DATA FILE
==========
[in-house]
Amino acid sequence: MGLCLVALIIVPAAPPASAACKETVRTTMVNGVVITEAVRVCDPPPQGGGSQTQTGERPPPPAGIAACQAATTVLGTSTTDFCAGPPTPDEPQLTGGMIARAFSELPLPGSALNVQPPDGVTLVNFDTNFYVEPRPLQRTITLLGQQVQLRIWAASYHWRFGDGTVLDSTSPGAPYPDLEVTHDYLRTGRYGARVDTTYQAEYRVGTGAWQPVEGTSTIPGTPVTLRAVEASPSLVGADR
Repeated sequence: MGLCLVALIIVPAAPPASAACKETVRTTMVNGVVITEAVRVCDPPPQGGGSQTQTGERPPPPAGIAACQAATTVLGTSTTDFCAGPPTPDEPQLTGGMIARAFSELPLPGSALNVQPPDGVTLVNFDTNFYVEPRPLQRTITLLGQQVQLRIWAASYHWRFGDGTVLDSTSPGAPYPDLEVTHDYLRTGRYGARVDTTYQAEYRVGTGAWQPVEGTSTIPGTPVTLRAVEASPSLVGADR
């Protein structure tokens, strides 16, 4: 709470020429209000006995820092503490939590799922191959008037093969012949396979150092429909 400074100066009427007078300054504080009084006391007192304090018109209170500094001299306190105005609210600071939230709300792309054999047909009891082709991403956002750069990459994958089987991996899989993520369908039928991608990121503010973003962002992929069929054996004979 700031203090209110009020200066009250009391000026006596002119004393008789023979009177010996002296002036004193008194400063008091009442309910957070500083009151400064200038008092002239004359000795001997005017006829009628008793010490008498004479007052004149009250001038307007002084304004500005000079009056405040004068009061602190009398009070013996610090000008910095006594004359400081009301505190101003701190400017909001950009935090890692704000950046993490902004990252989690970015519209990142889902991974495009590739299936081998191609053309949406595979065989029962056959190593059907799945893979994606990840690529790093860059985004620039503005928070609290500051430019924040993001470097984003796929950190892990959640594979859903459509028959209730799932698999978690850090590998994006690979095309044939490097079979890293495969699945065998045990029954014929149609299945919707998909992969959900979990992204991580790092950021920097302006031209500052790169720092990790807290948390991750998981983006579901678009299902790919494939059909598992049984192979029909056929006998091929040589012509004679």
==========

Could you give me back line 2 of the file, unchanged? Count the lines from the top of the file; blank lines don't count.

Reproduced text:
Amino acid sequence: MGLCLVALIIVPAAPPASAACKETVRTTMVNGVVITEAVRVCDPPPQGGGSQTQTGERPPPPAGIAACQAATTVLGTSTTDFCAGPPTPDEPQLTGGMIARAFSELPLPGSALNVQPPDGVTLVNFDTNFYVEPRPLQRTITLLGQQVQLRIWAASYHWRFGDGTVLDSTSPGAPYPDLEVTHDYLRTGRYGARVDTTYQAEYRVGTGAWQPVEGTSTIPGTPVTLRAVEASPSLVGADR